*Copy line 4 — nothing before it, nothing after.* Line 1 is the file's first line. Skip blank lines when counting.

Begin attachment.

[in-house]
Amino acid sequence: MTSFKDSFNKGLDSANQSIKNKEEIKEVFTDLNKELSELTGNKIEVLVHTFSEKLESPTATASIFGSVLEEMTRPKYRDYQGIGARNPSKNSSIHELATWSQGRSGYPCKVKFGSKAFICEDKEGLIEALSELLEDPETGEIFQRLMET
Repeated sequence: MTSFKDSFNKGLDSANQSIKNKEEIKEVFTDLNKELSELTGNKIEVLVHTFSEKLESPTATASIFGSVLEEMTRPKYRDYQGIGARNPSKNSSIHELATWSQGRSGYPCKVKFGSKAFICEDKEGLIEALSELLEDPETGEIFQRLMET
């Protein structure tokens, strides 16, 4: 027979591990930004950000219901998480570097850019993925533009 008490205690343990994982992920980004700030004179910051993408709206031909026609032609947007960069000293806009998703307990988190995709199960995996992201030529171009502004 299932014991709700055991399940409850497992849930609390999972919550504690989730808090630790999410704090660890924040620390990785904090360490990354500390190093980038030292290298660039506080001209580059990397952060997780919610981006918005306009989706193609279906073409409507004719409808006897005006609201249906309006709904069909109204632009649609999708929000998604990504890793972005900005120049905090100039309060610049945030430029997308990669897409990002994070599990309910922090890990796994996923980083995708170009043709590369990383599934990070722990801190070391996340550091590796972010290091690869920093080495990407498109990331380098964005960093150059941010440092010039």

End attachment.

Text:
């Protein structure tokens, strides 16, 4: 027979591990930004950000219901998480570097850019993925533009 008490205690343990994982992920980004700030004179910051993408709206031909026609032609947007960069000293806009998703307990988190995709199960995996992201030529171009502004 299932014991709700055991399940409850497992849930609390999972919550504690989730808090630790999410704090660890924040620390990785904090360490990354500390190093980038030292290298660039506080001209580059990397952060997780919610981006918005306009989706193609279906073409409507004719409808006897005006609201249906309006709904069909109204632009649609999708929000998604990504890793972005900005120049905090100039309060610049945030430029997308990669897409990002994070599990309910922090890990796994996923980083995708170009043709590369990383599934990070722990801190070391996340550091590796972010290091690869920093080495990407498109990331380098964005960093150059941010440092010039």